[Here is the latest installment in our popular Where R They Now series]
THE first commissioner of the Vietnam Basketball Association (VBA) is a Filipino.
One of the stars of a Letran Knights team that won three straight NCAA titles in the 1980s, Tonichi Pujante had to start from scratch the moment he accepted the job, so much so that he spent his first day as VBA commissioner drafting the official rules and regulations that would provide the foundation of the fledgling league.
The former Knights star has gamely acepted the challenge of growing basketball in a country with a football (soccer) orientation, even if it means going down to basics.
For the past five months, he has put in the work to not just promote the sport but make steps that would improve it from a technical aspect, a higher level of play and officiating that involves more than just a referee blowing a whistle.
“Aside from reinventing myself I would like to impart my technical know-how and help develop the game here. I also intend to leave Vietnam a better basketball country after my tenure. These are the reasons why I took this job,” he told SPIN.ph in an interview via Viber.
Pujante draws from a variety of experience from his days as a basketball player dating back to his La Salle high school days in the NCAA, to his glory days with the Knights to his tenure as a member of Perpetual Help’s coaching staff and as an organizer of the One La Salle Alumni Basketball League.
“Sometimes I do micromanage. I take on a hands-on approach with our referees and officials. Before we started the VBA we conducted workshops on officiating but the training is really on the job,” Pujante, a former teammate of Samboy Lim in those successful Letran teams in the eighties, pointed out.
To assist Pujante, the Samahang Basketbol ng Pilipinas (SBP) has provided Raffy Britanico, Don Arguelles, Jong Banayat and Allan Maronilla to help out with technical support and officiating duties.
“We have to educate the referees on the different level of play. This is not developmental basketball but professional basketball,” Pujante pointed out.
The VBA is currently composed of five professional clubs representing four cities: the Saigon Heat, Hanoi Buffaloes, Ho Chi Minh City Wings, Cantho Catfish and Da Nang Dragons. The season started last August in a format similar to the now defunct Metropolitan Basketball Association (MBA) with a home-and-away format and a four-game round robin tournament that will culminate in a championship game on November 20.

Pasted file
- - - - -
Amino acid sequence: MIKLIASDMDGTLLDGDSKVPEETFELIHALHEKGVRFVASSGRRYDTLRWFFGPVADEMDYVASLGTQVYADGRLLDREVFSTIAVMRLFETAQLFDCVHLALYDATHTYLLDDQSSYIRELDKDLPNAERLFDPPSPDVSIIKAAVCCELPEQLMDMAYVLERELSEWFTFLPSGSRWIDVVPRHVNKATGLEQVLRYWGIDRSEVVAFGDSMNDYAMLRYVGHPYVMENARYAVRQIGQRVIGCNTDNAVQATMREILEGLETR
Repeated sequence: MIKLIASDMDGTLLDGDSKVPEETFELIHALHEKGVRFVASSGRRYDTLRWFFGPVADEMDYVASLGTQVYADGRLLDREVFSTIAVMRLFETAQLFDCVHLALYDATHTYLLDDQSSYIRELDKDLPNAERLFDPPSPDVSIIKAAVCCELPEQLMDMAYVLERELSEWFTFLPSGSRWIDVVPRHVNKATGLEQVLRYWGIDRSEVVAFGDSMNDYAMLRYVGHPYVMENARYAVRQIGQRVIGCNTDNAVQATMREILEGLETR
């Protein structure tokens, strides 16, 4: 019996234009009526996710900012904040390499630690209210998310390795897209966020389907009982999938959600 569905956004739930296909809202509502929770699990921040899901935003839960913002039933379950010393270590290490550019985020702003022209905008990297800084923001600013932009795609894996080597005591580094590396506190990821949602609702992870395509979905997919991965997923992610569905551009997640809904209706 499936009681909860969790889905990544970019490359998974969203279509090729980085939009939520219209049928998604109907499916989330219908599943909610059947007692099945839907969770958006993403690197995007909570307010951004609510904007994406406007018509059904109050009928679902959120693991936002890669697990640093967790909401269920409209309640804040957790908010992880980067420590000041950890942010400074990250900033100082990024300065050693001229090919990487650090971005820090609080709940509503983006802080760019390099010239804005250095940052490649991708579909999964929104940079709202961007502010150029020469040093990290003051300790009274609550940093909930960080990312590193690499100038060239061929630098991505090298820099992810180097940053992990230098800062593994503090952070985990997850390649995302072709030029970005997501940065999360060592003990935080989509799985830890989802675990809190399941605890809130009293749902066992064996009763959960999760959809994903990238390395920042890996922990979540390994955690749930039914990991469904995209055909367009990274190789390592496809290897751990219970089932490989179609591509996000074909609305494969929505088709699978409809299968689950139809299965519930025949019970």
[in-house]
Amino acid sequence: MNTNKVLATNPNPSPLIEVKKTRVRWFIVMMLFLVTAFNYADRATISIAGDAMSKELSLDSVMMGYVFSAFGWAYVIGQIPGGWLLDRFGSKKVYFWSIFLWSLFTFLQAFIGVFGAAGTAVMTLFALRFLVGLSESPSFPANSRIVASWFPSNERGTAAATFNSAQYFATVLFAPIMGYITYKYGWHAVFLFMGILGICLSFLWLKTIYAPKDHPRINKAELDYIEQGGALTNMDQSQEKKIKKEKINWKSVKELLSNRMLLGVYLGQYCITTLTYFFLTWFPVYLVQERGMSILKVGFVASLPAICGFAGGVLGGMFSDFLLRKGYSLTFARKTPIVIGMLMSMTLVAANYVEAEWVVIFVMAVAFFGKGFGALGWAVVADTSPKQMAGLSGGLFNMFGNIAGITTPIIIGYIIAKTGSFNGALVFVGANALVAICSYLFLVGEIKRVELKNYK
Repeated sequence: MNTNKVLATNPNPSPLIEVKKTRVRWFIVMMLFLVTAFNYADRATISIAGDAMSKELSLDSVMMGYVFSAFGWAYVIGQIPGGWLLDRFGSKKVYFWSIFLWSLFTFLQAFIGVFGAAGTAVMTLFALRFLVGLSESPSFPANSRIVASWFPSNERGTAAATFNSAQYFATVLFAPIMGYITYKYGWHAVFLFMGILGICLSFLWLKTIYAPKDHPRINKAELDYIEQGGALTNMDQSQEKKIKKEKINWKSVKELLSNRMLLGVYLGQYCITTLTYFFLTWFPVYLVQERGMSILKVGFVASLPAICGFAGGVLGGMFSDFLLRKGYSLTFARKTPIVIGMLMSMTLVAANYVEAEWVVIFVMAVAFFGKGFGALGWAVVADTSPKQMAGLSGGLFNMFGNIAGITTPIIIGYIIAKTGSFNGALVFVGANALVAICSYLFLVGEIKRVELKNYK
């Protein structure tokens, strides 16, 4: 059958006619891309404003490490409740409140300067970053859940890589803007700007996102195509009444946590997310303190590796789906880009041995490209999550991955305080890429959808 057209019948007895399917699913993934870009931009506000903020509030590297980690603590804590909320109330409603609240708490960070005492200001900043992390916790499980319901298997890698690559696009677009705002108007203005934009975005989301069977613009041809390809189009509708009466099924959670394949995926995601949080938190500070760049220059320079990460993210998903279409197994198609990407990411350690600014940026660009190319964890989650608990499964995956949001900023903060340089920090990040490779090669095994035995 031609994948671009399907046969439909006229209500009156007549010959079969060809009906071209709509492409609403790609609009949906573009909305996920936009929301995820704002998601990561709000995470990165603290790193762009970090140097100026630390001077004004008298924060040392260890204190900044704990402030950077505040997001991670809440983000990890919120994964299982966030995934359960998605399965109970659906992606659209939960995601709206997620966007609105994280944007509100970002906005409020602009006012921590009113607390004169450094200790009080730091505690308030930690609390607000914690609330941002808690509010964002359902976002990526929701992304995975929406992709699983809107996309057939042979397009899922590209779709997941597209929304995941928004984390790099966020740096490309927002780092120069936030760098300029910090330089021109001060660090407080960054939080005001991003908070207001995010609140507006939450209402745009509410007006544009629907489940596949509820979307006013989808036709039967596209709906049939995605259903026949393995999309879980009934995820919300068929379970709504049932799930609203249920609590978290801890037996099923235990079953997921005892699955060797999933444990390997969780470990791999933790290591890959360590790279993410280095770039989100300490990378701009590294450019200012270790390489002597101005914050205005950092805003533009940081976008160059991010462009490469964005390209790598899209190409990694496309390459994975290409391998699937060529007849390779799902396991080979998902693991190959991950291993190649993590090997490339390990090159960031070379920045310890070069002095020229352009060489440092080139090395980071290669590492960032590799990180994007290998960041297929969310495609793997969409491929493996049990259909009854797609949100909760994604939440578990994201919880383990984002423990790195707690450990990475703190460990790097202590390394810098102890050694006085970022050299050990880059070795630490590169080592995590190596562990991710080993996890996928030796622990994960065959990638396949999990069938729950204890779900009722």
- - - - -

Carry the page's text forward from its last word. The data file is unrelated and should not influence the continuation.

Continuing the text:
During the interview, Pujante said Da Nang had just scored a major upset against a heavily favored Saigon team. Their most popular match-up involves Saigon against Hanoi.
“These two are rivals, parang La Salle vs Ateneo,” Pujante said, noting the roles the two cities played as capitals of the opposing sides during the Vietnam War.
Watching a game is not cheap, with tickets starting at 250,000 dong per game or the equivalent of P500. Despite this, the games attract good crowds that also include OFWs, Pujante said.
Instead of Fil-foreign players found in the PBA, the Vietnam league has the Viet-kieu who locals consider as imports. Allowed two per team, these heritage players are Viet-American or Viet-European whose parents migrated abroad.
As part of improving the level of play and providing exposure for the Vietnamese, Pujante said he will propose on getting a VBA squad or a selection to play as a guest team in the PBA D-League to the VBA CEO and board of directors.
Homegrown Pinoys dream of reaching the NBA, the Vietnamese dream to play in the PBA as Asian imports, according to Pujante.
“Malayo pa ang level nila sa atin pero modesty aside, from below par when I got here nag-improve naman in the past months,” he said.
The commissioner said the reception to the VBA has been positive. Two team owners will build new arenas in Saigon and Hanoi. Three expansion teams might join in 2017 after the inaugural season.
At the end of the day, Pujante sees himself not just promoting a sport but bringing the Filipino's life-long passion for hoops to a foreign land.
“As a Pinoy, it’s fulfilling imparting something. Alam ko dito it’s not only my name, my father’s name, my school’s name - nadala ko pangalan ng Pilipinas," he said.
He also has big dreams for Vietnamese basketball.
"Pinipilit nating maging maayos. At end of the day I see Vietnam working to reach a competitive level in Southeast Asia and eventually, at the Asian level.”